(CBS/AP) LONDON - With her voice choking and eyes welling with tears, U.S. hurdler Lolo Jones took issue with what she called "heartbreaking" criticism a day after she barely missed winning an Olympic medal.
Jones appeared on NBC's "Today" on Wednesday and was asked about a recent story in The New York Times that said her stardom had more to do with marketing than her accomplishments on the track.
"They just ripped me to shreds, and I just thought that that was crazy," Jones said.
SheTuesday, 0.10 seconds behind bronze medalist Kellie Wells. At Beijing four years ago, Jones was leading the final when she hit the ninth of 10 hurdles and wound up seventh.
"Putting your heart out there, obviously, it opens you up to a lot of negativity," Jones said.
The Times article said Jones has "received far greater publicity than any other American track and field athlete competing in the London Games. This was based not on achievement but on her exotic beauty and on a sad and cynical marketing campaign."
Jones is backed by big-name sponsors and has appeared on magazine covers, including a recent issue of "Time." Her charisma and childhood narrative her family once lived in a church basement in Iowa only add to her story.
She has no Olympic or world outdoor championship medals, but in her interview Wednesday she defended her record and her dedication to her sport.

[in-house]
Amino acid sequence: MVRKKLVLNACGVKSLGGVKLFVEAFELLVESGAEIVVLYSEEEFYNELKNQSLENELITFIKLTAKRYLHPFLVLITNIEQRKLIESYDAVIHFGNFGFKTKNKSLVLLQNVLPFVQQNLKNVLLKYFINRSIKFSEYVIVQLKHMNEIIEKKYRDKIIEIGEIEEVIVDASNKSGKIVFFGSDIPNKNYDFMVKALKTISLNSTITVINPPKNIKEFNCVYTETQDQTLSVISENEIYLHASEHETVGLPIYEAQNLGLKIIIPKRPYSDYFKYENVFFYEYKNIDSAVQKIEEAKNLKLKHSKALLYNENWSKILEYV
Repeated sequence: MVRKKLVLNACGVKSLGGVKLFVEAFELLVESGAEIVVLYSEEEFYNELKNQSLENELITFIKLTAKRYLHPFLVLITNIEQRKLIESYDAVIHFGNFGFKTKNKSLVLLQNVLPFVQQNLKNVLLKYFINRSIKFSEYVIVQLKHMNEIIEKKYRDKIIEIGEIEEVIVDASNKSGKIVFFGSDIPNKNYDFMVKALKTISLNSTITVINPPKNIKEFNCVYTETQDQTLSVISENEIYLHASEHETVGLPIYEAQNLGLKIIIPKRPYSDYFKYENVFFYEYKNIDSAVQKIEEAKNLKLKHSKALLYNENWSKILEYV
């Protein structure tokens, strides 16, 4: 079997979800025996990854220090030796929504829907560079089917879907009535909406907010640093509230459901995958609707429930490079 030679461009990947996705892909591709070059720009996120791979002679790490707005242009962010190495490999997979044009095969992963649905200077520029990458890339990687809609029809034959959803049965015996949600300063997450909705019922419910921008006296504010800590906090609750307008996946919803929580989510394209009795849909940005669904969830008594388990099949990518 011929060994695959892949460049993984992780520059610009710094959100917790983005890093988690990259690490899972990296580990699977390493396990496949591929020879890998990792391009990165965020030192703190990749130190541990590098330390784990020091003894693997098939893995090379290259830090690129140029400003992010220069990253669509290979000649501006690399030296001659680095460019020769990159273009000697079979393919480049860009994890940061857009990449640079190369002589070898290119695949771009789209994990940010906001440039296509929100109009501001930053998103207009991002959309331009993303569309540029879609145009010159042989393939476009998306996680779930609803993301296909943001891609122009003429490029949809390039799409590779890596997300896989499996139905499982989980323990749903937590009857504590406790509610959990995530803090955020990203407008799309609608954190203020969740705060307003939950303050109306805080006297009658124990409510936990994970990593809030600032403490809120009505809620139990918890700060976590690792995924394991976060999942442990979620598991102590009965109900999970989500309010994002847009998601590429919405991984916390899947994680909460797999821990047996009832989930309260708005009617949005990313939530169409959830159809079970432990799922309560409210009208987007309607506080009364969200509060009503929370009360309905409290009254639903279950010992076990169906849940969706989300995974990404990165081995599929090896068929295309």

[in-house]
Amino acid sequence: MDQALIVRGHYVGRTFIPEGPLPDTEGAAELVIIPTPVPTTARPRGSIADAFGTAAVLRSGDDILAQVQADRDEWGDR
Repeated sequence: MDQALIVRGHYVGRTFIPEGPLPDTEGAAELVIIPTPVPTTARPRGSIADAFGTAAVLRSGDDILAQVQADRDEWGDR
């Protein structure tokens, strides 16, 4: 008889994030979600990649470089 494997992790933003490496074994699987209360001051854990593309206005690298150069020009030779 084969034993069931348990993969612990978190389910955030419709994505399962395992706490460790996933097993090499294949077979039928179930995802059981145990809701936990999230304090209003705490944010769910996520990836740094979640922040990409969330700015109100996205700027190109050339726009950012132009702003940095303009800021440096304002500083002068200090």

"I work six days a week every day for four years for a 12-second race, and the fact that they just tore me apart, it was just heartbreaking," Jones said. "I am the American-record holder indoors. I have two world indoor titles and just because I don't boast about these things, I don't think I should be ripped apart by media.
"So, I mean, I laid it out there, I fought hard for my country, and I think it's just a shame that I have to deal with so much backlash when I'm already so brokenhearted as it is."
Jones's own teammates have also taken issue with the sprinter's fame. Olympic medalists Dawn Harper, who took silver in the 100-meter hurdles, told NBC Sports Network that she didn't appreciate being overshadowed by Jones in the media.
"All of sudden it's just like, 'Were going to push your story aside, and still gonna push this one.' That hurt. It did. It hurt my feelings," Harper said.
Wells, who won bronze, also seemed to take a shot at Jones' work ethic,